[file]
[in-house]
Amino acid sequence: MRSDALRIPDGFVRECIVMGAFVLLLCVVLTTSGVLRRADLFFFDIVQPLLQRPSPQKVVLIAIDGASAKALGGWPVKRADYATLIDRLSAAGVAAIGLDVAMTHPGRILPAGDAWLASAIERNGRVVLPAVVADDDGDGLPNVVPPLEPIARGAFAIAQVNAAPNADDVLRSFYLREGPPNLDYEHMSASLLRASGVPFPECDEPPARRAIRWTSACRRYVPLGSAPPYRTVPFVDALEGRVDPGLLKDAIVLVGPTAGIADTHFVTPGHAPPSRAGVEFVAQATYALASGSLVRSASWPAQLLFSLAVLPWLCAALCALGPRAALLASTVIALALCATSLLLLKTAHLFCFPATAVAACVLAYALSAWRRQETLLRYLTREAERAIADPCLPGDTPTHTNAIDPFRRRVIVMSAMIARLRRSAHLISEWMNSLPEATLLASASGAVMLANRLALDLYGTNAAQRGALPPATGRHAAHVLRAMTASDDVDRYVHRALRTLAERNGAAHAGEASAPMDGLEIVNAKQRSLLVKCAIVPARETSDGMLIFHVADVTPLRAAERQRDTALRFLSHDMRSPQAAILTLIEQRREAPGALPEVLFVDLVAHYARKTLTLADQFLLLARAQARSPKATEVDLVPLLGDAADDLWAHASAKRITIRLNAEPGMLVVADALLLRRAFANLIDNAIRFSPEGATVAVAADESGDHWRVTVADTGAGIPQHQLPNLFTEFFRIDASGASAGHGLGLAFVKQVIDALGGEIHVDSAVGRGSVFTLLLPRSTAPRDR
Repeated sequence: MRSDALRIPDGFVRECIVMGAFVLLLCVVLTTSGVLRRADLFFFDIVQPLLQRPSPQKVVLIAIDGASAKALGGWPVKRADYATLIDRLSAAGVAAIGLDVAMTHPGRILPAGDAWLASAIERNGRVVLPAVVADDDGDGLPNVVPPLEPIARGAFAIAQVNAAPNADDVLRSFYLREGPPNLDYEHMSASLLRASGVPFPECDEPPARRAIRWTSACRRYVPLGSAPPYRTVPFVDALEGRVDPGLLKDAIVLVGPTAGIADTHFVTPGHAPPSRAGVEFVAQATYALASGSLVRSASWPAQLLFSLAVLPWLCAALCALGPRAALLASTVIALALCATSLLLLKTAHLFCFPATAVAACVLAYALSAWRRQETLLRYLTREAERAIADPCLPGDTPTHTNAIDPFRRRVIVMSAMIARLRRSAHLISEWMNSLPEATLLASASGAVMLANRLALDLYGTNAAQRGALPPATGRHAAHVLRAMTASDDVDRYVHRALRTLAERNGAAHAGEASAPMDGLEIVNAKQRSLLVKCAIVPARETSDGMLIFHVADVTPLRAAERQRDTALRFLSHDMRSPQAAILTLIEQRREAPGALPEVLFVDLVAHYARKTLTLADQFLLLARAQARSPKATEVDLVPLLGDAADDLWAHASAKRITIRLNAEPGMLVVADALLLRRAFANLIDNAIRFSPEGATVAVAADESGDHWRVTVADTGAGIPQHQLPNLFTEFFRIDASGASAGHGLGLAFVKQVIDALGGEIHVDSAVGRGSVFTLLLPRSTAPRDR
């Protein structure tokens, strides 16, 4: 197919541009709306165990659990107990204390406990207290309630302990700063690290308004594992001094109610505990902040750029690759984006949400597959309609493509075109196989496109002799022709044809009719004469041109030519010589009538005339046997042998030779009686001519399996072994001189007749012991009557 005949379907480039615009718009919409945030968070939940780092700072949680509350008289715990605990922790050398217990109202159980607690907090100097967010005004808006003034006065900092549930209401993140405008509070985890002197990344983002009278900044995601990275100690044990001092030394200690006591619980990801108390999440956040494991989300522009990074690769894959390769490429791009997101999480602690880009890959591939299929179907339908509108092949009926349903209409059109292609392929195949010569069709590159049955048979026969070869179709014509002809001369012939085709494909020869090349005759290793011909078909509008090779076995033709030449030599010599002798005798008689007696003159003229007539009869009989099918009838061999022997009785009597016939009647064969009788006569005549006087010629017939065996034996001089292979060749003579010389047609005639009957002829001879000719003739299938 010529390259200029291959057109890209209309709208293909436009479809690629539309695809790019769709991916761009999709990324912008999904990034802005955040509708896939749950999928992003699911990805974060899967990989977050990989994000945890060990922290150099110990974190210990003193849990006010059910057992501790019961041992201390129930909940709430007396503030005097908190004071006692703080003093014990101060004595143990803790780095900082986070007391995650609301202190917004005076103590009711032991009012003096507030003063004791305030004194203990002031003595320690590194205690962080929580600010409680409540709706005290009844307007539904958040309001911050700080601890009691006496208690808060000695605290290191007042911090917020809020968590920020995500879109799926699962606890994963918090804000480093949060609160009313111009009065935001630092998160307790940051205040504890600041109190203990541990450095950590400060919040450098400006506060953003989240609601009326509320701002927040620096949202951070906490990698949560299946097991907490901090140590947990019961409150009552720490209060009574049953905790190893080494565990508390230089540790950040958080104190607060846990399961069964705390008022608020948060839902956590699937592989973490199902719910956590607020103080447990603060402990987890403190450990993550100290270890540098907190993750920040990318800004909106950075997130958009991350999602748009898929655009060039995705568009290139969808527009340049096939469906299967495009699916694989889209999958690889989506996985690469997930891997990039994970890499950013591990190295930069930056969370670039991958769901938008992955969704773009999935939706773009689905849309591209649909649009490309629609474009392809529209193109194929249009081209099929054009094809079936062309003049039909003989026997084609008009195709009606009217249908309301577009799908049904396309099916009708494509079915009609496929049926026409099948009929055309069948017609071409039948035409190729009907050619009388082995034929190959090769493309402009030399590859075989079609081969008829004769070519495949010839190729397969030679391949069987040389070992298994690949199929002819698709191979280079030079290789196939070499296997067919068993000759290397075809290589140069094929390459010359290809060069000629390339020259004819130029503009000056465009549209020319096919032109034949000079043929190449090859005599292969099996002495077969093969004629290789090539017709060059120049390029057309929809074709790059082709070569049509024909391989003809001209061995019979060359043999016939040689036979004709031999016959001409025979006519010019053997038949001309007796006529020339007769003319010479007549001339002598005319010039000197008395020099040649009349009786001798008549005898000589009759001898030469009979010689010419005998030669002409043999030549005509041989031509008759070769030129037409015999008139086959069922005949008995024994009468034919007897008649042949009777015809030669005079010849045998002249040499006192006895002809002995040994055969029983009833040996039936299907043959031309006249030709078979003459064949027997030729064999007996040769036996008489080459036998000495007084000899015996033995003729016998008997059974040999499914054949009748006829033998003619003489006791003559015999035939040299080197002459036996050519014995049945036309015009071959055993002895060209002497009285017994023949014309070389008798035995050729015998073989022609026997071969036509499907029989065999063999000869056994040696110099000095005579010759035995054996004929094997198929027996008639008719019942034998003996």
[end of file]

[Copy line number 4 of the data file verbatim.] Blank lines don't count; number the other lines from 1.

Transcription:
């Protein structure tokens, strides 16, 4: 197919541009709306165990659990107990204390406990207290309630302990700063690290308004594992001094109610505990902040750029690759984006949400597959309609493509075109196989496109002799022709044809009719004469041109030519010589009538005339046997042998030779009686001519399996072994001189007749012991009557 005949379907480039615009718009919409945030968070939940780092700072949680509350008289715990605990922790050398217990109202159980607690907090100097967010005004808006003034006065900092549930209401993140405008509070985890002197990344983002009278900044995601990275100690044990001092030394200690006591619980990801108390999440956040494991989300522009990074690769894959390769490429791009997101999480602690880009890959591939299929179907339908509108092949009926349903209409059109292609392929195949010569069709590159049955048979026969070869179709014509002809001369012939085709494909020869090349005759290793011909078909509008090779076995033709030449030599010599002798005798008689007696003159003229007539009869009989099918009838061999022997009785009597016939009647064969009788006569005549006087010629017939065996034996001089292979060749003579010389047609005639009957002829001879000719003739299938 010529390259200029291959057109890209209309709208293909436009479809690629539309695809790019769709991916761009999709990324912008999904990034802005955040509708896939749950999928992003699911990805974060899967990989977050990989994000945890060990922290150099110990974190210990003193849990006010059910057992501790019961041992201390129930909940709430007396503030005097908190004071006692703080003093014990101060004595143990803790780095900082986070007391995650609301202190917004005076103590009711032991009012003096507030003063004791305030004194203990002031003595320690590194205690962080929580600010409680409540709706005290009844307007539904958040309001911050700080601890009691006496208690808060000695605290290191007042911090917020809020968590920020995500879109799926699962606890994963918090804000480093949060609160009313111009009065935001630092998160307790940051205040504890600041109190203990541990450095950590400060919040450098400006506060953003989240609601009326509320701002927040620096949202951070906490990698949560299946097991907490901090140590947990019961409150009552720490209060009574049953905790190893080494565990508390230089540790950040958080104190607060846990399961069964705390008022608020948060839902956590699937592989973490199902719910956590607020103080447990603060402990987890403190450990993550100290270890540098907190993750920040990318800004909106950075997130958009991350999602748009898929655009060039995705568009290139969808527009340049096939469906299967495009699916694989889209999958690889989506996985690469997930891997990039994970890499950013591990190295930069930056969370670039991958769901938008992955969704773009999935939706773009689905849309591209649909649009490309629609474009392809529209193109194929249009081209099929054009094809079936062309003049039909003989026997084609008009195709009606009217249908309301577009799908049904396309099916009708494509079915009609496929049926026409099948009929055309069948017609071409039948035409190729009907050619009388082995034929190959090769493309402009030399590859075989079609081969008829004769070519495949010839190729397969030679391949069987040389070992298994690949199929002819698709191979280079030079290789196939070499296997067919068993000759290397075809290589140069094929390459010359290809060069000629390339020259004819130029503009000056465009549209020319096919032109034949000079043929190449090859005599292969099996002495077969093969004629290789090539017709060059120049390029057309929809074709790059082709070569049509024909391989003809001209061995019979060359043999016939040689036979004709031999016959001409025979006519010019053997038949001309007796006529020339007769003319010479007549001339002598005319010039000197008395020099040649009349009786001798008549005898000589009759001898030469009979010689010419005998030669002409043999030549005509041989031509008759070769030129037409015999008139086959069922005949008995024994009468034919007897008649042949009777015809030669005079010849045998002249040499006192006895002809002995040994055969029983009833040996039936299907043959031309006249030709078979003459064949027997030729064999007996040769036996008489080459036998000495007084000899015996033995003729016998008997059974040999499914054949009748006829033998003619003489006791003559015999035939040299080197002459036996050519014995049945036309015009071959055993002895060209002497009285017994023949014309070389008798035995050729015998073989022609026997071969036509499907029989065999063999000869056994040696110099000095005579010759035995054996004929094997198929027996008639008719019942034998003996």